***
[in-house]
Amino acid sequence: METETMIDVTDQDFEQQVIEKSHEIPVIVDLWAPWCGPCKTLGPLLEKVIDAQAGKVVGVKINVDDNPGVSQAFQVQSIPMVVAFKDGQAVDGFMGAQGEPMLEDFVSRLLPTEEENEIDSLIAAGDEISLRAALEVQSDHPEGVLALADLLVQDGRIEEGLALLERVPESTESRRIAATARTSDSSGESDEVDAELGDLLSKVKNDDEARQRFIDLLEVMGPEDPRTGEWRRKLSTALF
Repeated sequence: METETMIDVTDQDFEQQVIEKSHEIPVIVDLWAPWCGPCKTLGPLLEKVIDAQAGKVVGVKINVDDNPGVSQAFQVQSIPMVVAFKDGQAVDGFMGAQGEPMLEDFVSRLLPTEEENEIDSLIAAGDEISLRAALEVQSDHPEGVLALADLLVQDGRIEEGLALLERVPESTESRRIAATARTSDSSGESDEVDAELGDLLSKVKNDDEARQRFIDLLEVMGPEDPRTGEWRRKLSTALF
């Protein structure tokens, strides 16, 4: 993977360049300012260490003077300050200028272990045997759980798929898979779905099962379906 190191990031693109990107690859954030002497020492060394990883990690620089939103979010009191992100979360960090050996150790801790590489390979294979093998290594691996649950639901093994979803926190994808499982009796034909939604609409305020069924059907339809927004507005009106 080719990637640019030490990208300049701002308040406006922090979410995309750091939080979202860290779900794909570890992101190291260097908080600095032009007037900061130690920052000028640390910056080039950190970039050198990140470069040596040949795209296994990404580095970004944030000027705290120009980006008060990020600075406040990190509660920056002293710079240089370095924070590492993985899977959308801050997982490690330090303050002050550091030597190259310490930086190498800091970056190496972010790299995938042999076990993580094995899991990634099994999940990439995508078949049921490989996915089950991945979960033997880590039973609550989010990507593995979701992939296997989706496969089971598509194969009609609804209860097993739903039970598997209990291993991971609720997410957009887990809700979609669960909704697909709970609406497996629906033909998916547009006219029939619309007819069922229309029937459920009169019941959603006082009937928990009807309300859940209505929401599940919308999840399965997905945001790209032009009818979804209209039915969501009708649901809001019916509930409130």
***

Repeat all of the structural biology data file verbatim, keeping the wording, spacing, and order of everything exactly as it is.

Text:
[in-house]
Amino acid sequence: METETMIDVTDQDFEQQVIEKSHEIPVIVDLWAPWCGPCKTLGPLLEKVIDAQAGKVVGVKINVDDNPGVSQAFQVQSIPMVVAFKDGQAVDGFMGAQGEPMLEDFVSRLLPTEEENEIDSLIAAGDEISLRAALEVQSDHPEGVLALADLLVQDGRIEEGLALLERVPESTESRRIAATARTSDSSGESDEVDAELGDLLSKVKNDDEARQRFIDLLEVMGPEDPRTGEWRRKLSTALF
Repeated sequence: METETMIDVTDQDFEQQVIEKSHEIPVIVDLWAPWCGPCKTLGPLLEKVIDAQAGKVVGVKINVDDNPGVSQAFQVQSIPMVVAFKDGQAVDGFMGAQGEPMLEDFVSRLLPTEEENEIDSLIAAGDEISLRAALEVQSDHPEGVLALADLLVQDGRIEEGLALLERVPESTESRRIAATARTSDSSGESDEVDAELGDLLSKVKNDDEARQRFIDLLEVMGPEDPRTGEWRRKLSTALF
């Protein structure tokens, strides 16, 4: 993977360049300012260490003077300050200028272990045997759980798929898979779905099962379906 190191990031693109990107690859954030002497020492060394990883990690620089939103979010009191992100979360960090050996150790801790590489390979294979093998290594691996649950639901093994979803926190994808499982009796034909939604609409305020069924059907339809927004507005009106 080719990637640019030490990208300049701002308040406006922090979410995309750091939080979202860290779900794909570890992101190291260097908080600095032009007037900061130690920052000028640390910056080039950190970039050198990140470069040596040949795209296994990404580095970004944030000027705290120009980006008060990020600075406040990190509660920056002293710079240089370095924070590492993985899977959308801050997982490690330090303050002050550091030597190259310490930086190498800091970056190496972010790299995938042999076990993580094995899991990634099994999940990439995508078949049921490989996915089950991945979960033997880590039973609550989010990507593995979701992939296997989706496969089971598509194969009609609804209860097993739903039970598997209990291993991971609720997410957009887990809700979609669960909704697909709970609406497996629906033909998916547009006219029939619309007819069922229309029937459920009169019941959603006082009937928990009807309300859940209505929401599940919308999840399965997905945001790209032009009818979804209209039915969501009708649901809001019916509930409130």